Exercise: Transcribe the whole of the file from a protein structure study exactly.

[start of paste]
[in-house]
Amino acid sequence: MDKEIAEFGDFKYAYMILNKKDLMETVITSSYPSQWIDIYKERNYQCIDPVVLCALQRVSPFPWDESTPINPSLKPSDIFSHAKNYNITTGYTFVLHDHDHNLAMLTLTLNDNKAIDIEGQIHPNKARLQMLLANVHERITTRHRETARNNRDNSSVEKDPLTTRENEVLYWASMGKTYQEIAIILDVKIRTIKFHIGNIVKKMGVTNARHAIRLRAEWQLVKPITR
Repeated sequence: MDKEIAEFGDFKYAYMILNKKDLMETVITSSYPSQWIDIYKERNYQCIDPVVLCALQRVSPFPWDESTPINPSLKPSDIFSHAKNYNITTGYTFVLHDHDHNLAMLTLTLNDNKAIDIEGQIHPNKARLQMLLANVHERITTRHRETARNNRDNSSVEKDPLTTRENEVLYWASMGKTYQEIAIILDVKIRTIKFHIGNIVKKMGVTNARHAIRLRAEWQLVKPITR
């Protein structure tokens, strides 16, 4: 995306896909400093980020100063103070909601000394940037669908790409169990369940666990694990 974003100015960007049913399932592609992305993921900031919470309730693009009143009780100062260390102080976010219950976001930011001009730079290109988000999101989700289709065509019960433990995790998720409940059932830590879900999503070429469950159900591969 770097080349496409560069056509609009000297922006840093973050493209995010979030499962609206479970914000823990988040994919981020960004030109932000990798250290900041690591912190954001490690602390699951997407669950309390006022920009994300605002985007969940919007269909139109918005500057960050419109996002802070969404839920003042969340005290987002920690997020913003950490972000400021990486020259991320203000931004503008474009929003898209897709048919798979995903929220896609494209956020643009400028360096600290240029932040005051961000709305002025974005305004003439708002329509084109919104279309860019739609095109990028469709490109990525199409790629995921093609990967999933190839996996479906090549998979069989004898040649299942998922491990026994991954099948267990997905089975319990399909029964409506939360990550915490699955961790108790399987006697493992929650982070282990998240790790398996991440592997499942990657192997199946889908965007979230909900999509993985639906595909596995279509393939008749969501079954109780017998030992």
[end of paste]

[in-house]
Amino acid sequence: MDKEIAEFGDFKYAYMILNKKDLMETVITSSYPSQWIDIYKERNYQCIDPVVLCALQRVSPFPWDESTPINPSLKPSDIFSHAKNYNITTGYTFVLHDHDHNLAMLTLTLNDNKAIDIEGQIHPNKARLQMLLANVHERITTRHRETARNNRDNSSVEKDPLTTRENEVLYWASMGKTYQEIAIILDVKIRTIKFHIGNIVKKMGVTNARHAIRLRAEWQLVKPITR
Repeated sequence: MDKEIAEFGDFKYAYMILNKKDLMETVITSSYPSQWIDIYKERNYQCIDPVVLCALQRVSPFPWDESTPINPSLKPSDIFSHAKNYNITTGYTFVLHDHDHNLAMLTLTLNDNKAIDIEGQIHPNKARLQMLLANVHERITTRHRETARNNRDNSSVEKDPLTTRENEVLYWASMGKTYQEIAIILDVKIRTIKFHIGNIVKKMGVTNARHAIRLRAEWQLVKPITR
């Protein structure tokens, strides 16, 4: 995306896909400093980020100063103070909601000394940037669908790409169990369940666990694990 974003100015960007049913399932592609992305993921900031919470309730693009009143009780100062260390102080976010219950976001930011001009730079290109988000999101989700289709065509019960433990995790998720409940059932830590879900999503070429469950159900591969 770097080349496409560069056509609009000297922006840093973050493209995010979030499962609206479970914000823990988040994919981020960004030109932000990798250290900041690591912190954001490690602390699951997407669950309390006022920009994300605002985007969940919007269909139109918005500057960050419109996002802070969404839920003042969340005290987002920690997020913003950490972000400021990486020259991320203000931004503008474009929003898209897709048919798979995903929220896609494209956020643009400028360096600290240029932040005051961000709305002025974005305004003439708002329509084109919104279309860019739609095109990028469709490109990525199409790629995921093609990967999933190839996996479906090549998979069989004898040649299942998922491990026994991954099948267990997905089975319990399909029964409506939360990550915490699955961790108790399987006697493992929650982070282990998240790790398996991440592997499942990657192997199946889908965007979230909900999509993985639906595909596995279509393939008749969501079954109780017998030992």